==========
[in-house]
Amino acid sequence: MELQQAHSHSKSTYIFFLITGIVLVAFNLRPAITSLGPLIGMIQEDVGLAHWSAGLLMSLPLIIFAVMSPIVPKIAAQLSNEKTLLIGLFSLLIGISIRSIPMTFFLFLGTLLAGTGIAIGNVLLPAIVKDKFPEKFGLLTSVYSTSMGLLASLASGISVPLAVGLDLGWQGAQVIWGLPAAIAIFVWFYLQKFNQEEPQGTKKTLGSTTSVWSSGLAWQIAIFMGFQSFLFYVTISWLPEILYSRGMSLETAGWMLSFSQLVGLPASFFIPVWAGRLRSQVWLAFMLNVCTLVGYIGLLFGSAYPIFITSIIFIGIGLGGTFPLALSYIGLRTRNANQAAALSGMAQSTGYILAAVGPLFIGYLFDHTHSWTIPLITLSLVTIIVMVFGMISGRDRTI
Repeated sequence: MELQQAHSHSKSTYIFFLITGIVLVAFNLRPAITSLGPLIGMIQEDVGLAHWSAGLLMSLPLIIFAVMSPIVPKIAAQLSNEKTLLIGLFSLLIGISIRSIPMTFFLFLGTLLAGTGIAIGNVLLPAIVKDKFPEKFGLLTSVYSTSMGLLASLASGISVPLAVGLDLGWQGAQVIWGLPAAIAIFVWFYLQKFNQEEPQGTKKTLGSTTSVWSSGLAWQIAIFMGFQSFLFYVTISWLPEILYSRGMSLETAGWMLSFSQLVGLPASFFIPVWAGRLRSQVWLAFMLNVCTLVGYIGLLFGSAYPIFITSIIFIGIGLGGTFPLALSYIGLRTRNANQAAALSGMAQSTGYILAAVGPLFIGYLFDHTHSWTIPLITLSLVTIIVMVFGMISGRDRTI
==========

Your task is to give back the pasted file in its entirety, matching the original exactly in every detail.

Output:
[in-house]
Amino acid sequence: MELQQAHSHSKSTYIFFLITGIVLVAFNLRPAITSLGPLIGMIQEDVGLAHWSAGLLMSLPLIIFAVMSPIVPKIAAQLSNEKTLLIGLFSLLIGISIRSIPMTFFLFLGTLLAGTGIAIGNVLLPAIVKDKFPEKFGLLTSVYSTSMGLLASLASGISVPLAVGLDLGWQGAQVIWGLPAAIAIFVWFYLQKFNQEEPQGTKKTLGSTTSVWSSGLAWQIAIFMGFQSFLFYVTISWLPEILYSRGMSLETAGWMLSFSQLVGLPASFFIPVWAGRLRSQVWLAFMLNVCTLVGYIGLLFGSAYPIFITSIIFIGIGLGGTFPLALSYIGLRTRNANQAAALSGMAQSTGYILAAVGPLFIGYLFDHTHSWTIPLITLSLVTIIVMVFGMISGRDRTI
Repeated sequence: MELQQAHSHSKSTYIFFLITGIVLVAFNLRPAITSLGPLIGMIQEDVGLAHWSAGLLMSLPLIIFAVMSPIVPKIAAQLSNEKTLLIGLFSLLIGISIRSIPMTFFLFLGTLLAGTGIAIGNVLLPAIVKDKFPEKFGLLTSVYSTSMGLLASLASGISVPLAVGLDLGWQGAQVIWGLPAAIAIFVWFYLQKFNQEEPQGTKKTLGSTTSVWSSGLAWQIAIFMGFQSFLFYVTISWLPEILYSRGMSLETAGWMLSFSQLVGLPASFFIPVWAGRLRSQVWLAFMLNVCTLVGYIGLLFGSAYPIFITSIIFIGIGLGGTFPLALSYIGLRTRNANQAAALSGMAQSTGYILAAVGPLFIGYLFDHTHSWTIPLITLSLVTIIVMVFGMISGRDRTI